The lockdown which came into effect towards the end of March has caused new projects to plummet and existing projects to stop work, amid what is expected to be the worst year for the economy in decades.
New projects in the June quarter were at Rs 0.56 trillion, down 51.7 per cent compared to the same period in 2019, showed data from the Centre for Monitoring Indian Economy (CMIE). Completed projects were down 83.9 per cent to Rs 0.14 trillion (see chart 1).
Interestingly, the number of revived project showed an 82.8 per cent rise, while stalled projects also fell 23.1 per cent.
Growth measured in terms of gross domestic product (GDP) was already seen to be at an 11-year low, before much of the lockdown to contain the Covid-19 pandemic had taken effect.
Rating agency CRISIL had said that there is a recession ahead, which has happened only three times previously over the last 69 years (see chart 2). Poor monsoons affecting agriculture was the trigger each time, it said.
“The recession staring at us today is different. For one, agriculture could soften the blow this time by growing near its trend rate, assuming a normal monsoon. Two, the pandemic-induced lockdowns have affected most non-agriculture sectors. And three, the global disruption has upended whatever opportunities India had on the exports front,” said the May 26 note.
The government has also been spending less on creating new assets (capital expenditure). It has instead focused on spending money on expenses like running its own operations or the payment of subsidies and salaries (revenue expenditure).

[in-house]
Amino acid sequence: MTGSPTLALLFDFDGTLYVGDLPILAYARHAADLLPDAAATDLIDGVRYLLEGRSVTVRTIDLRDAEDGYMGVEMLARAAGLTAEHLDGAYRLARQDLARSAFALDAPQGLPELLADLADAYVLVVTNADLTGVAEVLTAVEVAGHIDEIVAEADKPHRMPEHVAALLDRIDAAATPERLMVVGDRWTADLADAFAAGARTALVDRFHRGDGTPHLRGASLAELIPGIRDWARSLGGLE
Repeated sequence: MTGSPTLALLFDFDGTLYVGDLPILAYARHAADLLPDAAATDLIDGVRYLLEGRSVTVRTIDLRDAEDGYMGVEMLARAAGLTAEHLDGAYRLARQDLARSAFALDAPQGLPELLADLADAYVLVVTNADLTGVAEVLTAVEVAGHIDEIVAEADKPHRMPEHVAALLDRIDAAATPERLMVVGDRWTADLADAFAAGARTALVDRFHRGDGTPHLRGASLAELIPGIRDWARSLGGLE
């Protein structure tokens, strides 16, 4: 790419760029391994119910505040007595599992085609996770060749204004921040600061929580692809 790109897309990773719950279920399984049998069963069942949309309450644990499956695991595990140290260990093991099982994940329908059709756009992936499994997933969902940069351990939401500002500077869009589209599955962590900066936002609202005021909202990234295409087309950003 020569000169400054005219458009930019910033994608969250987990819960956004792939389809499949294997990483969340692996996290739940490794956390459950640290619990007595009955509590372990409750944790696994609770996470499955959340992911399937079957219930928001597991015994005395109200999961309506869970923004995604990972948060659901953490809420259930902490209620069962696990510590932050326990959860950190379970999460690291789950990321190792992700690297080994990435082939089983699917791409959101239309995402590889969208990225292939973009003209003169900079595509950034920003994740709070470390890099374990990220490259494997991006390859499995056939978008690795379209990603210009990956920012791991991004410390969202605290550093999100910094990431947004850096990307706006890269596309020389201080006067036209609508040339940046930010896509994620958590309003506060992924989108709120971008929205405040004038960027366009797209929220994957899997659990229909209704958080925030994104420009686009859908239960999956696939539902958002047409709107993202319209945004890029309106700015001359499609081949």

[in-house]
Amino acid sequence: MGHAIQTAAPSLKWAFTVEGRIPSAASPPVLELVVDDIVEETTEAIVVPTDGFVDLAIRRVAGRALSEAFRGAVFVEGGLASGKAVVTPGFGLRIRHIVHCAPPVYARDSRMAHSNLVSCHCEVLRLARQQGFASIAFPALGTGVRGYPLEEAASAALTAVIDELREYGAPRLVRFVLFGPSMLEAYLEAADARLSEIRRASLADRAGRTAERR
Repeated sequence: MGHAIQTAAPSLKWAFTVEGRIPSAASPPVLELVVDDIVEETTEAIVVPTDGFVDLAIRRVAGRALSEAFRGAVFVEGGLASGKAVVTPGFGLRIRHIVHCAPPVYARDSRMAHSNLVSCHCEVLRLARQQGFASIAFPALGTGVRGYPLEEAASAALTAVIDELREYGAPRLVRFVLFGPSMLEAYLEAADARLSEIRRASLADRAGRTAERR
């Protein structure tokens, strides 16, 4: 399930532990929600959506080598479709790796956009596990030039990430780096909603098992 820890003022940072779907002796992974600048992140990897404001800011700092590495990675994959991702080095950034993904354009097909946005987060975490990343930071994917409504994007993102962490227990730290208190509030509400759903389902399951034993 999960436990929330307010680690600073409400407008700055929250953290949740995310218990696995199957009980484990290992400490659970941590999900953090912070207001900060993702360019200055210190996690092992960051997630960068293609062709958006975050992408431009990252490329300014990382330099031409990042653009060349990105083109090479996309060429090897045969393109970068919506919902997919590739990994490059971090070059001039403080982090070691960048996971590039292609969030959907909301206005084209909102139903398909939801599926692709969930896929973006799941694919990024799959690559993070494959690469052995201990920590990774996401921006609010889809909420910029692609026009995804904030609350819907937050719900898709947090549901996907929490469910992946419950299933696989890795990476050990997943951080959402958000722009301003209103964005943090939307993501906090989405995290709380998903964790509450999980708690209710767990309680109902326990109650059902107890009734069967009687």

“Capital expenditure, in fact, was allowed to contract by (-) 7.5%. In order to generate higher multiplier impact of an increase in government expenditure on growth, a sharper increase in government capital expenditure viz.-à-viz. revenue expenditure is required during the course of the year. It is not only the size of the fiscal stimulus but also its composition in terms of low multiplier expenditures (revenue expenditures) viz.-à-viz. high multiplier expenditures (capital expenditures), which matters,” said D K Srivastava, Chief Policy Advisor, EY India in his June 2020 Economy Watch report.
“How soon the government extend support to revive core infra projects is anybody’s guess,” said the June 12 Engineering and Capital Goods sector report from brokerage firm Edelweiss Securities, authored by analysts Amit Mahawar, Swarnim Maheshwari, Ashutosh Mehta and Manish Agarwall.
The report noted that companies which are involved in creating infrastructure projects are facing issues of labour and liquidity as work dries up. It noted that large players like Larsen & Toubro, KEC International, Kalpataru Power Transmission are focusing on attracting and retaining contractual labour. They are also looking to increase their cash levels to tide over current challenges as payments from public sector companies and states have dried up.